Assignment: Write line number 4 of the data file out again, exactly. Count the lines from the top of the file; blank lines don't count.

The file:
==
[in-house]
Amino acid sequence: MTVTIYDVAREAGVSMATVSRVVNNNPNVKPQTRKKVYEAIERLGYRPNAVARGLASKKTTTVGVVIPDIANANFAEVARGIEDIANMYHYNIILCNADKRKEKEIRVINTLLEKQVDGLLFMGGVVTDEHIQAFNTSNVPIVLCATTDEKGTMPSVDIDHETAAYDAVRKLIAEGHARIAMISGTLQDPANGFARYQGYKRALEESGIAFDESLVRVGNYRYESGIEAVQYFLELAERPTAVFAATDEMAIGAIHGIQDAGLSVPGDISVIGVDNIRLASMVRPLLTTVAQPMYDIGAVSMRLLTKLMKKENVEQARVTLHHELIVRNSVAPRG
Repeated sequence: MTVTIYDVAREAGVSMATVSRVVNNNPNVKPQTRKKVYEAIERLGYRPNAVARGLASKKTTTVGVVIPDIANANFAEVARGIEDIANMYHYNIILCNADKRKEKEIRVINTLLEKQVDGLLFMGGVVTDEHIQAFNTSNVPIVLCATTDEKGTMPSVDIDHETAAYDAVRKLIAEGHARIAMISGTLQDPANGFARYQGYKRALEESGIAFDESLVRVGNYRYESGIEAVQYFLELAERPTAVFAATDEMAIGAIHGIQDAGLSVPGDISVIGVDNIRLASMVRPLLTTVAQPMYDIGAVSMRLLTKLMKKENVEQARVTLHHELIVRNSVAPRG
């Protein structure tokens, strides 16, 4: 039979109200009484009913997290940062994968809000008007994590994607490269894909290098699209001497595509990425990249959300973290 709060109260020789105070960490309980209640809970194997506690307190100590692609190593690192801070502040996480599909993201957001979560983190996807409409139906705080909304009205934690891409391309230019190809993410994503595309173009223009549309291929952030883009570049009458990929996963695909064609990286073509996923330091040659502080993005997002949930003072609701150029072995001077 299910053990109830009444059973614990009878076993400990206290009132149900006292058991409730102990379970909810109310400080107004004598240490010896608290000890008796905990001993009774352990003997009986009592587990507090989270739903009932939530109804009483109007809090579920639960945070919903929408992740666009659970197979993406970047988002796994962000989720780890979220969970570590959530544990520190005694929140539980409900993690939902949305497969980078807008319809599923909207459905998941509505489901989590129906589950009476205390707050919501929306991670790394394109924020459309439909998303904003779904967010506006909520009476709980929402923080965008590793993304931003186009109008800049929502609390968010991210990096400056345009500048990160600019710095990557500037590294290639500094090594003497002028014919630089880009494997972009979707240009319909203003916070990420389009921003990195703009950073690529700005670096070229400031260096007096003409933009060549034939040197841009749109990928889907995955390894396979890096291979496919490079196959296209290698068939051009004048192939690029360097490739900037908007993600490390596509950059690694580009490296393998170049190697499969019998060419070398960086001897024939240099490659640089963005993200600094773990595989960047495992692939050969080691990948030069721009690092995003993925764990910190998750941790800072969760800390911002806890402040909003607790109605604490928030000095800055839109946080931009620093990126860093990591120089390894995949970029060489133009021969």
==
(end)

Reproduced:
């Protein structure tokens, strides 16, 4: 039979109200009484009913997290940062994968809000008007994590994607490269894909290098699209001497595509990425990249959300973290 709060109260020789105070960490309980209640809970194997506690307190100590692609190593690192801070502040996480599909993201957001979560983190996807409409139906705080909304009205934690891409391309230019190809993410994503595309173009223009549309291929952030883009570049009458990929996963695909064609990286073509996923330091040659502080993005997002949930003072609701150029072995001077 299910053990109830009444059973614990009878076993400990206290009132149900006292058991409730102990379970909810109310400080107004004598240490010896608290000890008796905990001993009774352990003997009986009592587990507090989270739903009932939530109804009483109007809090579920639960945070919903929408992740666009659970197979993406970047988002796994962000989720780890979220969970570590959530544990520190005694929140539980409900993690939902949305497969980078807008319809599923909207459905998941509505489901989590129906589950009476205390707050919501929306991670790394394109924020459309439909998303904003779904967010506006909520009476709980929402923080965008590793993304931003186009109008800049929502609390968010991210990096400056345009500048990160600019710095990557500037590294290639500094090594003497002028014919630089880009494997972009979707240009319909203003916070990420389009921003990195703009950073690529700005670096070229400031260096007096003409933009060549034939040197841009749109990928889907995955390894396979890096291979496919490079196959296209290698068939051009004048192939690029360097490739900037908007993600490390596509950059690694580009490296393998170049190697499969019998060419070398960086001897024939240099490659640089963005993200600094773990595989960047495992692939050969080691990948030069721009690092995003993925764990910190998750941790800072969760800390911002806890402040909003607790109605604490928030000095800055839109946080931009620093990126860093990591120089390894995949970029060489133009021969």